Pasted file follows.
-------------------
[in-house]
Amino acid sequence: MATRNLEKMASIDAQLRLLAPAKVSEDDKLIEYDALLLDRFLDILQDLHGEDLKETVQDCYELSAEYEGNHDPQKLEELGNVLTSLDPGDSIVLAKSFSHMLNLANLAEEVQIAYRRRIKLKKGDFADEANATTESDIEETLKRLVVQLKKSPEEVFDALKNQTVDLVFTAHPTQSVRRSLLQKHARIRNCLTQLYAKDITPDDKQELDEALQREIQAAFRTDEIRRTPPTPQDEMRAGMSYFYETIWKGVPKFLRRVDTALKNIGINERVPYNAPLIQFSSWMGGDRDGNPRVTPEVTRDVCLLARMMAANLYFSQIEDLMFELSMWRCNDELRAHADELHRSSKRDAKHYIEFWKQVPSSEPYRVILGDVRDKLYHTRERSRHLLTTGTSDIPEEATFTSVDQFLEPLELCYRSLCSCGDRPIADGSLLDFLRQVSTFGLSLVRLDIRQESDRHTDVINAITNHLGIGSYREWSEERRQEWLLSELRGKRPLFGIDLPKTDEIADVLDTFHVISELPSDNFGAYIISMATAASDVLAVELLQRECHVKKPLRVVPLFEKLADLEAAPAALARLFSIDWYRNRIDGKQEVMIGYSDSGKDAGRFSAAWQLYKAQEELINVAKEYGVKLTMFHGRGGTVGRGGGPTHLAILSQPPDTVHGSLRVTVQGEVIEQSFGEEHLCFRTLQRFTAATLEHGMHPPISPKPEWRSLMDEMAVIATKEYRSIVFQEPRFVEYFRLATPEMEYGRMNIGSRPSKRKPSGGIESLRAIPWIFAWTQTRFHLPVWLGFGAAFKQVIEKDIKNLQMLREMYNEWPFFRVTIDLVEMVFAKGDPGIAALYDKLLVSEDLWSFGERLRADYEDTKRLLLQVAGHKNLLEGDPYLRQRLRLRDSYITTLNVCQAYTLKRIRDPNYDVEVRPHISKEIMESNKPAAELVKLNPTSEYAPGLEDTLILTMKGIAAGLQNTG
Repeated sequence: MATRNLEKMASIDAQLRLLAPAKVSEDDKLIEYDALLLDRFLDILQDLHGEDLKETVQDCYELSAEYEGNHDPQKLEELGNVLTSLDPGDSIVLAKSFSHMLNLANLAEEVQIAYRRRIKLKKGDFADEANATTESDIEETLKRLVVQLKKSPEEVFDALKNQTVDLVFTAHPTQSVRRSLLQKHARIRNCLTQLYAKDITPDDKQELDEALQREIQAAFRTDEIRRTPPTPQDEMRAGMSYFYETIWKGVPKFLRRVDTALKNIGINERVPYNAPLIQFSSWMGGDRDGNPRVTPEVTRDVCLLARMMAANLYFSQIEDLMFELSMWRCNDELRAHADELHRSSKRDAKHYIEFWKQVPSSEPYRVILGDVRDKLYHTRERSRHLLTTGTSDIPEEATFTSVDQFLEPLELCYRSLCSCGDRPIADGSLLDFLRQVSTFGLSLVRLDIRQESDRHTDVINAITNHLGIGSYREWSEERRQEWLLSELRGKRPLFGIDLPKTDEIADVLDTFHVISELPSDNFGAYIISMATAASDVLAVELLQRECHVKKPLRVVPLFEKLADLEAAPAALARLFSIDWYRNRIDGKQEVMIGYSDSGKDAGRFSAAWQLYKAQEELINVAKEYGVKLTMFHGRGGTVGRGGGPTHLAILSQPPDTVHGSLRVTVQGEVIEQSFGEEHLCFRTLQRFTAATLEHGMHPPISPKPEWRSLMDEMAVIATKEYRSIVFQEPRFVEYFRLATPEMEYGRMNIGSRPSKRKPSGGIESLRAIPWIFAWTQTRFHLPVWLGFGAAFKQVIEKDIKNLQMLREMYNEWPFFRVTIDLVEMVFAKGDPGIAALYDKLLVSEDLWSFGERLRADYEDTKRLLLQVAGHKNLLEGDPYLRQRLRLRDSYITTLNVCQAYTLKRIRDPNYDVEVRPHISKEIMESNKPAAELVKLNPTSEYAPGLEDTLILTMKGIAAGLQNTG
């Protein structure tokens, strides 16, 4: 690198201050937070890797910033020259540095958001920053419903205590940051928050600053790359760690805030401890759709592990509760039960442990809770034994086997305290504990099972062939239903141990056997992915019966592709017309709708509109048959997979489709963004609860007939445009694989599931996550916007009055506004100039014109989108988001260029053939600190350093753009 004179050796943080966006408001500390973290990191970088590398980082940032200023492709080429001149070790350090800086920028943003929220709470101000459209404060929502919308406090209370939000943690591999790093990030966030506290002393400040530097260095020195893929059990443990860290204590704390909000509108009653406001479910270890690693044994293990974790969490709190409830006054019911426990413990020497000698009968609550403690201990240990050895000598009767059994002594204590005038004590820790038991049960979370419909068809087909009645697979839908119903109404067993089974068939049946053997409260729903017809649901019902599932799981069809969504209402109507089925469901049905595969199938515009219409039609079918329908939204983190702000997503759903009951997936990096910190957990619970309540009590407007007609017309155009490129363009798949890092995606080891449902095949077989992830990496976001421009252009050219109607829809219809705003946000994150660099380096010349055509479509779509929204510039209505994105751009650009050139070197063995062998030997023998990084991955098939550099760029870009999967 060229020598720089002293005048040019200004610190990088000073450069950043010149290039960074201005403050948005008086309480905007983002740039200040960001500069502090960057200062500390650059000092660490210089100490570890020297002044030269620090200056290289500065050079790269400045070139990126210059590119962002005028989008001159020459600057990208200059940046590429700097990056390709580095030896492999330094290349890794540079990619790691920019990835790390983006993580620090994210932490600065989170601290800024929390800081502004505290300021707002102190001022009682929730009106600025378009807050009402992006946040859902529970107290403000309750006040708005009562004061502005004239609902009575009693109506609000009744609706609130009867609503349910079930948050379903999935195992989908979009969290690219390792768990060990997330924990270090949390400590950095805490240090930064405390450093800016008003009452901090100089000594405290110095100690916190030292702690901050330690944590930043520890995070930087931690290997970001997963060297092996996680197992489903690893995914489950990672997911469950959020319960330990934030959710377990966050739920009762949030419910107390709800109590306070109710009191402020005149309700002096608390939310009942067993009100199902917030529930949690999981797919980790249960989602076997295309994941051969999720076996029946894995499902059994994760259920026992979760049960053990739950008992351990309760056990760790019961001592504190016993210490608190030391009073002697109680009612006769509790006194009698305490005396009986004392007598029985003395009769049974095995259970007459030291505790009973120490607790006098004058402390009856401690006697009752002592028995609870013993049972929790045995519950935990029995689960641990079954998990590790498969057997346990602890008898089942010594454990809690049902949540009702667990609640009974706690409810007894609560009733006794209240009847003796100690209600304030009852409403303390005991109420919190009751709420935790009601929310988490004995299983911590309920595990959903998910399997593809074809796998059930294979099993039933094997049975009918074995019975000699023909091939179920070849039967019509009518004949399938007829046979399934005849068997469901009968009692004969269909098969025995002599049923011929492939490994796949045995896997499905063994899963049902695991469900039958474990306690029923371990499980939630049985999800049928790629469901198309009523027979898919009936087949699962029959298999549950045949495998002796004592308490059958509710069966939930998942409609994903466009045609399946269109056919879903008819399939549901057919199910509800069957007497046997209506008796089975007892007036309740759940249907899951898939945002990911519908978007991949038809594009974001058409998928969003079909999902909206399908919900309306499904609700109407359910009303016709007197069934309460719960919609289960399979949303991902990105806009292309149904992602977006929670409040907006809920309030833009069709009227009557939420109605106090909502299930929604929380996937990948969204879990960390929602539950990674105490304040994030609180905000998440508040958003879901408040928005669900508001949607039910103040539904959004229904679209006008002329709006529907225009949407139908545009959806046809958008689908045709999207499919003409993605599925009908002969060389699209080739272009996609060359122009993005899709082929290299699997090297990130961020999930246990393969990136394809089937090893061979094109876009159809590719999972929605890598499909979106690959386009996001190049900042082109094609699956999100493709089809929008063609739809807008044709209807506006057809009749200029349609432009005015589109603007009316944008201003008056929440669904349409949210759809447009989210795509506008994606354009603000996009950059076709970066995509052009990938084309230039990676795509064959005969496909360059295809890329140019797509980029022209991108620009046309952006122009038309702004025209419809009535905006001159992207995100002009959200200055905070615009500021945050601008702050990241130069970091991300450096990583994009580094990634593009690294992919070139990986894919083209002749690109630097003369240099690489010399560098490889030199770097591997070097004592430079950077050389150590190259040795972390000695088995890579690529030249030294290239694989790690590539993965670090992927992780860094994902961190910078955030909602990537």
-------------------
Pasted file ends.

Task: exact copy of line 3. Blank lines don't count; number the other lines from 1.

Repeated sequence: MATRNLEKMASIDAQLRLLAPAKVSEDDKLIEYDALLLDRFLDILQDLHGEDLKETVQDCYELSAEYEGNHDPQKLEELGNVLTSLDPGDSIVLAKSFSHMLNLANLAEEVQIAYRRRIKLKKGDFADEANATTESDIEETLKRLVVQLKKSPEEVFDALKNQTVDLVFTAHPTQSVRRSLLQKHARIRNCLTQLYAKDITPDDKQELDEALQREIQAAFRTDEIRRTPPTPQDEMRAGMSYFYETIWKGVPKFLRRVDTALKNIGINERVPYNAPLIQFSSWMGGDRDGNPRVTPEVTRDVCLLARMMAANLYFSQIEDLMFELSMWRCNDELRAHADELHRSSKRDAKHYIEFWKQVPSSEPYRVILGDVRDKLYHTRERSRHLLTTGTSDIPEEATFTSVDQFLEPLELCYRSLCSCGDRPIADGSLLDFLRQVSTFGLSLVRLDIRQESDRHTDVINAITNHLGIGSYREWSEERRQEWLLSELRGKRPLFGIDLPKTDEIADVLDTFHVISELPSDNFGAYIISMATAASDVLAVELLQRECHVKKPLRVVPLFEKLADLEAAPAALARLFSIDWYRNRIDGKQEVMIGYSDSGKDAGRFSAAWQLYKAQEELINVAKEYGVKLTMFHGRGGTVGRGGGPTHLAILSQPPDTVHGSLRVTVQGEVIEQSFGEEHLCFRTLQRFTAATLEHGMHPPISPKPEWRSLMDEMAVIATKEYRSIVFQEPRFVEYFRLATPEMEYGRMNIGSRPSKRKPSGGIESLRAIPWIFAWTQTRFHLPVWLGFGAAFKQVIEKDIKNLQMLREMYNEWPFFRVTIDLVEMVFAKGDPGIAALYDKLLVSEDLWSFGERLRADYEDTKRLLLQVAGHKNLLEGDPYLRQRLRLRDSYITTLNVCQAYTLKRIRDPNYDVEVRPHISKEIMESNKPAAELVKLNPTSEYAPGLEDTLILTMKGIAAGLQNTG